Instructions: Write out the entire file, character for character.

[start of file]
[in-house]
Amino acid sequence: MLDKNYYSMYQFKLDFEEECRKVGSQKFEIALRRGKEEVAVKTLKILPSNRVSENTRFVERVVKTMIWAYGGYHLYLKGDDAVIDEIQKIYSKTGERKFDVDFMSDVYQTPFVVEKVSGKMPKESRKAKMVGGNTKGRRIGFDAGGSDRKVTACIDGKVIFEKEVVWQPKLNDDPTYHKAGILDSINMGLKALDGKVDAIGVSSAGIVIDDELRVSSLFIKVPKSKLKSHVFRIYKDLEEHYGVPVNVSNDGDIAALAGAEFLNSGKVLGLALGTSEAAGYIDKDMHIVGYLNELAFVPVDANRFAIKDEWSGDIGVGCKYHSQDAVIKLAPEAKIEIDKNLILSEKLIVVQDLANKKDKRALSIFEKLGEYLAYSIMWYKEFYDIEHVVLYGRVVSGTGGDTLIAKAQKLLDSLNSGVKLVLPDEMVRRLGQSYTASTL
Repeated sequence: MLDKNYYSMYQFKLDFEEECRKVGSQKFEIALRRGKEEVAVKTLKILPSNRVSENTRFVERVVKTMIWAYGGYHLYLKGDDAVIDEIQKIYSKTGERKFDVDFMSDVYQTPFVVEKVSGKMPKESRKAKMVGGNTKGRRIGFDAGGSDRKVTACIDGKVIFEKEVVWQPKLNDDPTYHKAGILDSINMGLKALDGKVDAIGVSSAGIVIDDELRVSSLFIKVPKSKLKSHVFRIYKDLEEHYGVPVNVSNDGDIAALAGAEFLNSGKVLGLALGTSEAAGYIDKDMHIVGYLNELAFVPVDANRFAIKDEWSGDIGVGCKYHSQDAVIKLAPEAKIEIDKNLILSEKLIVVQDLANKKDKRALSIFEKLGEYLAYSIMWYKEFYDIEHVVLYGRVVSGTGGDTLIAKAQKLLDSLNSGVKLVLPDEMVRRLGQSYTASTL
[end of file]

[in-house]
Amino acid sequence: MLDKNYYSMYQFKLDFEEECRKVGSQKFEIALRRGKEEVAVKTLKILPSNRVSENTRFVERVVKTMIWAYGGYHLYLKGDDAVIDEIQKIYSKTGERKFDVDFMSDVYQTPFVVEKVSGKMPKESRKAKMVGGNTKGRRIGFDAGGSDRKVTACIDGKVIFEKEVVWQPKLNDDPTYHKAGILDSINMGLKALDGKVDAIGVSSAGIVIDDELRVSSLFIKVPKSKLKSHVFRIYKDLEEHYGVPVNVSNDGDIAALAGAEFLNSGKVLGLALGTSEAAGYIDKDMHIVGYLNELAFVPVDANRFAIKDEWSGDIGVGCKYHSQDAVIKLAPEAKIEIDKNLILSEKLIVVQDLANKKDKRALSIFEKLGEYLAYSIMWYKEFYDIEHVVLYGRVVSGTGGDTLIAKAQKLLDSLNSGVKLVLPDEMVRRLGQSYTASTL
Repeated sequence: MLDKNYYSMYQFKLDFEEECRKVGSQKFEIALRRGKEEVAVKTLKILPSNRVSENTRFVERVVKTMIWAYGGYHLYLKGDDAVIDEIQKIYSKTGERKFDVDFMSDVYQTPFVVEKVSGKMPKESRKAKMVGGNTKGRRIGFDAGGSDRKVTACIDGKVIFEKEVVWQPKLNDDPTYHKAGILDSINMGLKALDGKVDAIGVSSAGIVIDDELRVSSLFIKVPKSKLKSHVFRIYKDLEEHYGVPVNVSNDGDIAALAGAEFLNSGKVLGLALGTSEAAGYIDKDMHIVGYLNELAFVPVDANRFAIKDEWSGDIGVGCKYHSQDAVIKLAPEAKIEIDKNLILSEKLIVVQDLANKKDKRALSIFEKLGEYLAYSIMWYKEFYDIEHVVLYGRVVSGTGGDTLIAKAQKLLDSLNSGVKLVLPDEMVRRLGQSYTASTL